Second-quarter profit was reported at $8.32 billion, an 18% increase, the highest ever for the company. Trading revenue jumped 13% to $5.4 billion, the company said. Loans were up 4% to $949 billion.

Earlier in the week, Delta Air Lines (DAL) reported second-quarter adjusted earnings of $1.77 per share, up from $1.59 a year earlier and estimates for $1.72. Sales were reported at $11.78 billion, up almost 10% from last year and topping forecasts for $11.73 billion.

It wasn’t all good news, though, as Wells Fargo & Company (WFC) reported declines in second-quarter earnings and revenue, with loans and deposits sliding as the lender continues to work to restore confidence after coming under fire over its sales practices.

Net income fell to $0.98 per diluted share compared with $1.08 a year earlier, missing the consensus from Capital IQ for $1.12. The second-quarter figure included a net discrete income tax expense of $0.10 per share. Revenue fell to $21.55 billion from $22.2 billion, just missing the Wall Street view for $21.64 billion.

Economic reports this week were mostly positive, also boosting the S&P, as the Consumer Price Index in June showed a 12-month gain of 2.9%, the largest year-on-year increase since February 2012. Food prices were up 1.4% annually and energy jumped 12%.

Jobless claims for the seven days that ended on July 7 were reported at 214,000, easily beating expectations for a decline to 225,000. Claims the prior week were revised higher to 232,000, according to the Labor Department.

The major indexes got a shock midweek when President Trump threatened to impose tariffs on another $200 billion worth of Chinese goods. China didn’t immediately respond, which some analysts said is a good sign, however, tempering bearishness in the markets.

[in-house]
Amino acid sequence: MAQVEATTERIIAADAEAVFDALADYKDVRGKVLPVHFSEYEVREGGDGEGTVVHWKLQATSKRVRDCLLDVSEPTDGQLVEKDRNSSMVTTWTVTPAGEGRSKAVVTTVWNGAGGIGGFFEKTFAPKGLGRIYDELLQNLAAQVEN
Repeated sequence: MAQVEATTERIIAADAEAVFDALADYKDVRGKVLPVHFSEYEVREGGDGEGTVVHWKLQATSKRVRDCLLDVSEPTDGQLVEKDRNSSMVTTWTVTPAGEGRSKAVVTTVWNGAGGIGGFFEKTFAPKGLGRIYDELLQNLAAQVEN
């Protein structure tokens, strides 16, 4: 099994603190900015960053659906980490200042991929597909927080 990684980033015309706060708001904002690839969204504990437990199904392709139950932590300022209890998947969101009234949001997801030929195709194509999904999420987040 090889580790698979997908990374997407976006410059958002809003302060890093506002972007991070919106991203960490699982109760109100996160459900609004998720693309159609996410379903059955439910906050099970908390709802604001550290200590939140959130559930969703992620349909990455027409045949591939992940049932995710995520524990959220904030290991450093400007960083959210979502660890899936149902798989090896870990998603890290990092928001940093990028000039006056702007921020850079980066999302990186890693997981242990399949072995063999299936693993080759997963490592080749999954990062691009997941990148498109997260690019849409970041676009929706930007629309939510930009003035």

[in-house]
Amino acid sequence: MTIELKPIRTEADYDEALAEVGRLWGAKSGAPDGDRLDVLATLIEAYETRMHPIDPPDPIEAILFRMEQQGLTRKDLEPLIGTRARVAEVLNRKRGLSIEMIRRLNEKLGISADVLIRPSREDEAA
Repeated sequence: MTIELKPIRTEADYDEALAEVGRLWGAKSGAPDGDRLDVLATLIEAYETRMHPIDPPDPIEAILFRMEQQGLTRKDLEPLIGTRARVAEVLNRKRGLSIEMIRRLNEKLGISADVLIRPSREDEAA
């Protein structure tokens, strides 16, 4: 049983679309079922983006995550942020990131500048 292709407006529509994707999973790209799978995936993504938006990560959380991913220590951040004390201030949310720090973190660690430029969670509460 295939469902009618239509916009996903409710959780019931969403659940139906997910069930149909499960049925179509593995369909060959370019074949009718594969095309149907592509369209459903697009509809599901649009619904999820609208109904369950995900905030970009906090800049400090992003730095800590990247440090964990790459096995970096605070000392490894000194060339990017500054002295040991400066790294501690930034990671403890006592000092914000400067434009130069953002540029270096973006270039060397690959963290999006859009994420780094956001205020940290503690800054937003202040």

In a report on Friday, China said its trade surplus with the US jumped to a record high in June. Many analysts, however, said it’s possible the increase was a one-off event as companies likely were scrambling to buy Chinese goods before tariffs were enacted on July 6.

The Asian country’s trade surplus with the US rose to almost $29 billion, up from $24.6 billion in May, according to China’s General Administration of Customs. That’s the highest since record-keeping started two decades ago.

Eight of the 11 S&P sectors were higher during the week, led by technology, industrials and consumer discretionary stocks.

Tech stocks were up 2.3% for the week on the back of strong performance by Facebook and Amazon, industrials gained 2.2% and consumer discretionary shares were up 2.1%.

The healthcare sector gained 1.6%, financials were up 1.2% on earnings from JPMorgan Chase and other large-cap banks, consumer staples added 1% and materials gained 0.3%. Energy stocks were up 0.6% for the week despite West Texas Intermediate crude prices dropping 4% to just over $70 a barrel.

Telecom led decliners, falling 1.6%, utilities were down 1.2% and the real estate sector declined 0.9%.